Microsoft and Google to Boost Cybersecurity for Rural Hospitals

Microsoft and Google to Boost Cybersecurity for Rural Hospitals

Penka Hristovska Penka Hristovska
Published on: June 14, 2024 Senior Editor

The White House is partnering with Microsoft and Google to provide free or discounted cybersecurity services to rural hospitals across the US in an effort to reduce their vulnerability to cyberattacks.

The White House and the tech companies made the official announcement earlier this week.

For its part, Google will offer free endpoint security advice to rural hospitals and provide funding to support software migration. Additionally, the company plans to launch a pilot program to package cybersecurity technologies tailored to the unique needs of small and rural facilities.

Meanwhile, Microsoft’s new Cybersecurity Program for Rural Hospitals aims to provide grants and up to a 75% discount on security products tailored for smaller organizations. The company states that eligible rural hospitals will also receive free cybersecurity assessments from qualified technology security providers and free training for both frontline and IT staff.

Additionally, eligible hospitals already using Microsoft tools can access its advanced security suite at no extra cost for a year. Microsoft will also provide extended security updates for Windows 10 to participating hospitals free of charge for 1 year.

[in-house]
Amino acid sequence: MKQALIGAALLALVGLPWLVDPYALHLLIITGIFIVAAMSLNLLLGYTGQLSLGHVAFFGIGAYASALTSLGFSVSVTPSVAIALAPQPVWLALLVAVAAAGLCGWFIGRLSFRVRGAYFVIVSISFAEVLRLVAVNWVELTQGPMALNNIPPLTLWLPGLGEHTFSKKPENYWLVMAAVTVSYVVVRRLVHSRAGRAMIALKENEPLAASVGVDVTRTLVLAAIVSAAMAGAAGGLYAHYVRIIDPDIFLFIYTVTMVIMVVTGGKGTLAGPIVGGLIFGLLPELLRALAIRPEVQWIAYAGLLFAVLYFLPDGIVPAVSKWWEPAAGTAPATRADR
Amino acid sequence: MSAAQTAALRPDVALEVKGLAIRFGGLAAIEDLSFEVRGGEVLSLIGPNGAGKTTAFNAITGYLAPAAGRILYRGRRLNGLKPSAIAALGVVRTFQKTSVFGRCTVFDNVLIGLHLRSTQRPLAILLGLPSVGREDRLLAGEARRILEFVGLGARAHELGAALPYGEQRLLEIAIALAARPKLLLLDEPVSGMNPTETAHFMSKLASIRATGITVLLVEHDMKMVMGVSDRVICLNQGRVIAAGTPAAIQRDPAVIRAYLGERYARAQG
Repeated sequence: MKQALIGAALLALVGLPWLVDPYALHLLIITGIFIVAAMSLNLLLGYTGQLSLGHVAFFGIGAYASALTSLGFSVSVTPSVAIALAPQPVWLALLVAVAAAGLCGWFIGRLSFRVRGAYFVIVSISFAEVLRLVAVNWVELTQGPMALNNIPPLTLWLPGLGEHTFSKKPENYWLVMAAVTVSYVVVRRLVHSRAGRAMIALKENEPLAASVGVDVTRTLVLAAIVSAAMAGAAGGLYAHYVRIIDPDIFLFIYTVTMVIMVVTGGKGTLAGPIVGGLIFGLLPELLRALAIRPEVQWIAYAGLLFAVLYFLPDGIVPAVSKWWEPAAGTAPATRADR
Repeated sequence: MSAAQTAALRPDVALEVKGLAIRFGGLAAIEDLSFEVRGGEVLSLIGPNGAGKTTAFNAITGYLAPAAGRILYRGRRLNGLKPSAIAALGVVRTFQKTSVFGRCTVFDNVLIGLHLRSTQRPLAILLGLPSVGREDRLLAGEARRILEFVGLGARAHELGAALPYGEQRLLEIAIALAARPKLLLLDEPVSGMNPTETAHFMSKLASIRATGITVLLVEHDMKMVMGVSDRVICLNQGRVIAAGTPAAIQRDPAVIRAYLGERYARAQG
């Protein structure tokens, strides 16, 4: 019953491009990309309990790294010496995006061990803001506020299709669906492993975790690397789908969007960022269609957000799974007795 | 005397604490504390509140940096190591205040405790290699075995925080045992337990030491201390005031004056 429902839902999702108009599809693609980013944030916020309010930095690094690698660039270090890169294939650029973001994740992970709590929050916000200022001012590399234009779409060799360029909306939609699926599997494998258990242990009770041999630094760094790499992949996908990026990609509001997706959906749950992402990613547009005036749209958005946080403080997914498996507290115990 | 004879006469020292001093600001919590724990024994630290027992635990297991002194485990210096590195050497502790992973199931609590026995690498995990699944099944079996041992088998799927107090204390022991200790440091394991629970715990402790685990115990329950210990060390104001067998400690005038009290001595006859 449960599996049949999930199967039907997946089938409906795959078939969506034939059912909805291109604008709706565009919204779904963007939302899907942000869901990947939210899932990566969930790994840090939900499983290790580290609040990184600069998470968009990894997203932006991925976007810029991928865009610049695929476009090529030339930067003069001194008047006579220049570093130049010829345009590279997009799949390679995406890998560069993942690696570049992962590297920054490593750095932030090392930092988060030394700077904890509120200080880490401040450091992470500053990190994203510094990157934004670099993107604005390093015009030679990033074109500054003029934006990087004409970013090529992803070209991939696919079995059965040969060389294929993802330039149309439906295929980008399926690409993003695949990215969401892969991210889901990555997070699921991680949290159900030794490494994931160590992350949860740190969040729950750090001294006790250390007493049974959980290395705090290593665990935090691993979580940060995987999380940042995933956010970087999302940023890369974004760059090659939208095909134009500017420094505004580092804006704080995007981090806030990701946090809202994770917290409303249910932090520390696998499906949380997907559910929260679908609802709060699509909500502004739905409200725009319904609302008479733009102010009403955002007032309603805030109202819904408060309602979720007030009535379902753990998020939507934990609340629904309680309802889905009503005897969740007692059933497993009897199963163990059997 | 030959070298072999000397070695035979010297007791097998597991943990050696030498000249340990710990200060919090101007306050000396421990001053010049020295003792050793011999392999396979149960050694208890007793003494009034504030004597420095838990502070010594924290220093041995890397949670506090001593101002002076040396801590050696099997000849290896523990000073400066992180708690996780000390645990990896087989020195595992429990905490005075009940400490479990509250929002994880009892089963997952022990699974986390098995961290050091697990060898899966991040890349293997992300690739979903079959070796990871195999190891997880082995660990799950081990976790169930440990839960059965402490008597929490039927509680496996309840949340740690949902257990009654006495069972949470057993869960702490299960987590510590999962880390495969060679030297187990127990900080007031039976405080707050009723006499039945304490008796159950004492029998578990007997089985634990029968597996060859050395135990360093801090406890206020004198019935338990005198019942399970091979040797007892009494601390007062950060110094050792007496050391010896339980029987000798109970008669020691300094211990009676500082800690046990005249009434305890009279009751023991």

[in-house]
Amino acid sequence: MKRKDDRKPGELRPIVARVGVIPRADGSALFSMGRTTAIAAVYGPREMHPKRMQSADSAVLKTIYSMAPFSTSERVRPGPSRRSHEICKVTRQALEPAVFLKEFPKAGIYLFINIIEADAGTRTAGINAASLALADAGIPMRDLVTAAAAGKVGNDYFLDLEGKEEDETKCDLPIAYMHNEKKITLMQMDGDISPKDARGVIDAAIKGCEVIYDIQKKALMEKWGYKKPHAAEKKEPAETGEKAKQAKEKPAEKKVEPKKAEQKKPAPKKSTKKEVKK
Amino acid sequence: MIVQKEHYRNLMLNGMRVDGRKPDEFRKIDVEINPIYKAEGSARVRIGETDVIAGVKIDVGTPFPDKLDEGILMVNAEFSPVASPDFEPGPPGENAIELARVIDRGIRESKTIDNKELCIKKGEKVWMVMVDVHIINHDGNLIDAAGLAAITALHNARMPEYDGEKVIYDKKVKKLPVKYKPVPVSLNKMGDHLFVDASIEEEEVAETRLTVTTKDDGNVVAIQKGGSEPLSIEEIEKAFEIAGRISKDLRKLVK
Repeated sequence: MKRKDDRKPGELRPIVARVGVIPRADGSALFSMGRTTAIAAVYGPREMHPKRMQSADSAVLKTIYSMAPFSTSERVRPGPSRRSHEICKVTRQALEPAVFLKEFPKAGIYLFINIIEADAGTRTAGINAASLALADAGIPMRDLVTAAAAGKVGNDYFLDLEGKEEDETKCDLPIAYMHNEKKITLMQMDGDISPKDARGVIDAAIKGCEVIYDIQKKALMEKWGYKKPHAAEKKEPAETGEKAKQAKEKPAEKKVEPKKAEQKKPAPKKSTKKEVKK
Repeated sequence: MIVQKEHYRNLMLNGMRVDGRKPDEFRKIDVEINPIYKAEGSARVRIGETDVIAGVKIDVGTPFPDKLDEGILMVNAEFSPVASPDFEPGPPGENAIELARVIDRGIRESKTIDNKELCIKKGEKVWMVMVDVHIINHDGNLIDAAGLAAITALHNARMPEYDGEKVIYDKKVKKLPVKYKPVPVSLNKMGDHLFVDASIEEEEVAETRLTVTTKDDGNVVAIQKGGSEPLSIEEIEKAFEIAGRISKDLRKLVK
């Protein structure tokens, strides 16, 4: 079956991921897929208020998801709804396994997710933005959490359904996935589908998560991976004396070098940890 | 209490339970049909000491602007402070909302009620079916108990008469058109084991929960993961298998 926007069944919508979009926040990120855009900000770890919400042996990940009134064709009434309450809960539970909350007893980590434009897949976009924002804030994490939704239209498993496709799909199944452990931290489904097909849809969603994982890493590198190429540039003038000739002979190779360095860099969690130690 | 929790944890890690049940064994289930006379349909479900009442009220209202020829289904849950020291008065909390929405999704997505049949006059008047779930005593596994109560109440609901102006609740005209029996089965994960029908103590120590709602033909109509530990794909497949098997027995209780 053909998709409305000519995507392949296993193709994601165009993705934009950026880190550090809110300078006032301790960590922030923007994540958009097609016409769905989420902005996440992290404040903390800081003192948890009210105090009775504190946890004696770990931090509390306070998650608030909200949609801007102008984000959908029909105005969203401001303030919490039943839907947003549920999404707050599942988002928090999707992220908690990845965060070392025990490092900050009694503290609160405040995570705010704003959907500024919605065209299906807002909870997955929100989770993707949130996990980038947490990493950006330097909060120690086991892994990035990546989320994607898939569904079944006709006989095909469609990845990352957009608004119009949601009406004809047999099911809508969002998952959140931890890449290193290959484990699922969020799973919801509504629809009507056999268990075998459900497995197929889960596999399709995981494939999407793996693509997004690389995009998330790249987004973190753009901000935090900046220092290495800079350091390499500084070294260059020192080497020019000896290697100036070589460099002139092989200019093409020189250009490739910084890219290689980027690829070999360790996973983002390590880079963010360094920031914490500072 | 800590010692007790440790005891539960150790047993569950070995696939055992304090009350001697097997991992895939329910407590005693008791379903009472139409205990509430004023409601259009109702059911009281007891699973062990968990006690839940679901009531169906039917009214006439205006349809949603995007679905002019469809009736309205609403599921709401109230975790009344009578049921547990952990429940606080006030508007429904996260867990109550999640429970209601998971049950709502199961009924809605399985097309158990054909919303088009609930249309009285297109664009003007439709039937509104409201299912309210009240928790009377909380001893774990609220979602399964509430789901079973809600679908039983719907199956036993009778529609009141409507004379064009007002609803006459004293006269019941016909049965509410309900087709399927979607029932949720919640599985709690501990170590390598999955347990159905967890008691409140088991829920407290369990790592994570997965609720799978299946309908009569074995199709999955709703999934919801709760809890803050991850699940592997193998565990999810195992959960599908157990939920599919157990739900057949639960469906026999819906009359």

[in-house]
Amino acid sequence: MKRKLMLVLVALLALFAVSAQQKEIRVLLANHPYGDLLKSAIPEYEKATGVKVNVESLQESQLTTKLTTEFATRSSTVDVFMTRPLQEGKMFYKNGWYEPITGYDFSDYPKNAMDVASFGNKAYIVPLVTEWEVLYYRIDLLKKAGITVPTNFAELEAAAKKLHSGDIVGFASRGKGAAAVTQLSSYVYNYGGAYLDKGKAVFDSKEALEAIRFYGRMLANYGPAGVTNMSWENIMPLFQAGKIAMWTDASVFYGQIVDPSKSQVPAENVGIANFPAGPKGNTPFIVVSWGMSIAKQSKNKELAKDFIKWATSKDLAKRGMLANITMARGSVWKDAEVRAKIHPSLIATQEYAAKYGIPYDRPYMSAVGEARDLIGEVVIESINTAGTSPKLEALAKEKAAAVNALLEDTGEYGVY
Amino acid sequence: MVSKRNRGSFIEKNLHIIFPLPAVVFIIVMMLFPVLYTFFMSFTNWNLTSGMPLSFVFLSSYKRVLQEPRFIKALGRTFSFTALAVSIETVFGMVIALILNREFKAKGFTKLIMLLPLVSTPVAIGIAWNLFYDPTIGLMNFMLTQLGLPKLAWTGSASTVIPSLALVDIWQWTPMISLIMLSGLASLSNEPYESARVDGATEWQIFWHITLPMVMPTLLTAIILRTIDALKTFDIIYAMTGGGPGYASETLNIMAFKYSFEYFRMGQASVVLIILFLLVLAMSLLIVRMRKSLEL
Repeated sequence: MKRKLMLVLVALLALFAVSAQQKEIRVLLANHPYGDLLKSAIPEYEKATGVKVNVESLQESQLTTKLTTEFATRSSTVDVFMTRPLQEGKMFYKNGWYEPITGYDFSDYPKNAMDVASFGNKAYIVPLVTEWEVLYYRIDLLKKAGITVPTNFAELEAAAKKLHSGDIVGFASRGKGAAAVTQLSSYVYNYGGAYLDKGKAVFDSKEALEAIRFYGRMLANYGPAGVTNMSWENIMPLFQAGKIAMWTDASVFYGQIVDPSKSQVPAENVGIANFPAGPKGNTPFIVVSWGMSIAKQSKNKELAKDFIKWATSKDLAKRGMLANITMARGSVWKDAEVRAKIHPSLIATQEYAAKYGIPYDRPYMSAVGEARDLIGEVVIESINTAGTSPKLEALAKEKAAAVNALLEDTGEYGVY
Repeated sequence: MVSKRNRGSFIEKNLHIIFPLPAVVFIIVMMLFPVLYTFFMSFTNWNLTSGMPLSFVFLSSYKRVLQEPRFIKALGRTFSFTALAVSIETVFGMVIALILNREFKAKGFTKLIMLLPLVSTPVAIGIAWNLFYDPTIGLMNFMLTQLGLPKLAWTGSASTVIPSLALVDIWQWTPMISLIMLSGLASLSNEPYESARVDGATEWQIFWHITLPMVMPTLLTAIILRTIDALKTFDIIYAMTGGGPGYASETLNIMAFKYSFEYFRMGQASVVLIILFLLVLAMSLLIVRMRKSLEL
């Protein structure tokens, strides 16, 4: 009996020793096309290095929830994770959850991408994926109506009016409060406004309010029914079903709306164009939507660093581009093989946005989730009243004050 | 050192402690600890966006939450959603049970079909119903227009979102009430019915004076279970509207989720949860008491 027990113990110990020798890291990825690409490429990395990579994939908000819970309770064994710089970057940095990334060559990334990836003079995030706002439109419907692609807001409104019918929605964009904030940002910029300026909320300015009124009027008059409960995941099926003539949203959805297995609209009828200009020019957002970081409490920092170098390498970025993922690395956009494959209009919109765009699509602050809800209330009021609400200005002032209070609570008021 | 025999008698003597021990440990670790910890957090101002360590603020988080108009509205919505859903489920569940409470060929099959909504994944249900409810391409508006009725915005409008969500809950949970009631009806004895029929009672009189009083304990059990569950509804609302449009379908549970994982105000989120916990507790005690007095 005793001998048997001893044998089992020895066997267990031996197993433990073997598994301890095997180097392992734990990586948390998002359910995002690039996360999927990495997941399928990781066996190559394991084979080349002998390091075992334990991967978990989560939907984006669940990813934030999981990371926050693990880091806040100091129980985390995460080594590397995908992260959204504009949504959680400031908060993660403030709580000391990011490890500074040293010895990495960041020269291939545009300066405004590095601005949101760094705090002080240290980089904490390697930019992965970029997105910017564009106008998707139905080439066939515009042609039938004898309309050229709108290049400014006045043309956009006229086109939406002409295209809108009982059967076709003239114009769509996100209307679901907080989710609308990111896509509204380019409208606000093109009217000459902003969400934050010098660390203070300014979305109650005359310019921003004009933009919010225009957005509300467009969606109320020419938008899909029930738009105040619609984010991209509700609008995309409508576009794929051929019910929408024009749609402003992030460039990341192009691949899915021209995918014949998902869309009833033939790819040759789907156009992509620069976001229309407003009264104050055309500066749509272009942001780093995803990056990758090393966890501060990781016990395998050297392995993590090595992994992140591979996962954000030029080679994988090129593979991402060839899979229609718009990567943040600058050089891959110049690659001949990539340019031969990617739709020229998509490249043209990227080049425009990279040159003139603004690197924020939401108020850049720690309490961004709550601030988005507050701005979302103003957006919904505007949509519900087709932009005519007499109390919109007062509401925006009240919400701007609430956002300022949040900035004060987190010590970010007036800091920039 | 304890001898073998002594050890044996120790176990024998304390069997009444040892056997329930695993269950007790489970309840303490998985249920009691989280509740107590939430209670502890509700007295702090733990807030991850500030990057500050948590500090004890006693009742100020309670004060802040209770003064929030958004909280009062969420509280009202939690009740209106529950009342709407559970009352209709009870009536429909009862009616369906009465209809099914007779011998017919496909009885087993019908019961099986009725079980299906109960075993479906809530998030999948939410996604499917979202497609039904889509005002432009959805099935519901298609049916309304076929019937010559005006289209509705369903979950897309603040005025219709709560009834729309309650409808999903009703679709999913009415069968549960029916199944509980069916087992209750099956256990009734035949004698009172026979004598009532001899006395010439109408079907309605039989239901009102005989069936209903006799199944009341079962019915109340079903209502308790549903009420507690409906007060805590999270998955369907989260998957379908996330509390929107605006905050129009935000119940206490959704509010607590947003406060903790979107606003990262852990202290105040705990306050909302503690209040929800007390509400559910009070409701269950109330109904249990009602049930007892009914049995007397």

According to the Office of the Director of National Intelligence, cyberattacks against the US healthcare sector surged by 128% from 2022 to 2023. This year alone, the industry has faced several high-profile incidents, including a major ransomware attack on UnitedHealth’s technology unit, Change Healthcare. This attack significantly disrupted claims processing and payments to providers for weeks.

“Rural hospitals are particularly hard hit as they are often the sole source of care for the communities they serve and lack trained cyber staff and modern cyber defenses,” said Deputy National Security Advisory for Cyber and Emerging Technologies Anne Neuberger in a statement.

“Rural hospitals face a unique challenge in cybersecurity, balancing limited resources with the increasing sophistication of cyberthreats, which puts patient data and critical healthcare infrastructure at risk,” added Alan Morgan, chief executive officer of NRHA.

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